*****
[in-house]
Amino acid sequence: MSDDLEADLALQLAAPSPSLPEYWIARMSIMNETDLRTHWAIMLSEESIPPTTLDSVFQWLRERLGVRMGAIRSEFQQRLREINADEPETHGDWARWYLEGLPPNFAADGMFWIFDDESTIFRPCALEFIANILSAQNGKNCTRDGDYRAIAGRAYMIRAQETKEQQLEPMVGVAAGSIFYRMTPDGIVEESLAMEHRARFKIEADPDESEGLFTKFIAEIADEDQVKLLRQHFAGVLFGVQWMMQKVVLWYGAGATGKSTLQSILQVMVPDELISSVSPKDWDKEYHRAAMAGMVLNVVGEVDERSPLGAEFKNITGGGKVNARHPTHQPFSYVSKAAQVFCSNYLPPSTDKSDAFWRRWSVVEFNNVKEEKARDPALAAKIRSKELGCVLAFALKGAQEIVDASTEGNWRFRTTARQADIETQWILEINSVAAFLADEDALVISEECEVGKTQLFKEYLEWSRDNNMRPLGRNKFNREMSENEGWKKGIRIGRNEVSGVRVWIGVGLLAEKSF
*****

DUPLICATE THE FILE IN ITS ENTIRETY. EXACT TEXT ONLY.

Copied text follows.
[in-house]
Amino acid sequence: MSDDLEADLALQLAAPSPSLPEYWIARMSIMNETDLRTHWAIMLSEESIPPTTLDSVFQWLRERLGVRMGAIRSEFQQRLREINADEPETHGDWARWYLEGLPPNFAADGMFWIFDDESTIFRPCALEFIANILSAQNGKNCTRDGDYRAIAGRAYMIRAQETKEQQLEPMVGVAAGSIFYRMTPDGIVEESLAMEHRARFKIEADPDESEGLFTKFIAEIADEDQVKLLRQHFAGVLFGVQWMMQKVVLWYGAGATGKSTLQSILQVMVPDELISSVSPKDWDKEYHRAAMAGMVLNVVGEVDERSPLGAEFKNITGGGKVNARHPTHQPFSYVSKAAQVFCSNYLPPSTDKSDAFWRRWSVVEFNNVKEEKARDPALAAKIRSKELGCVLAFALKGAQEIVDASTEGNWRFRTTARQADIETQWILEINSVAAFLADEDALVISEECEVGKTQLFKEYLEWSRDNNMRPLGRNKFNREMSENEGWKKGIRIGRNEVSGVRVWIGVGLLAEKSF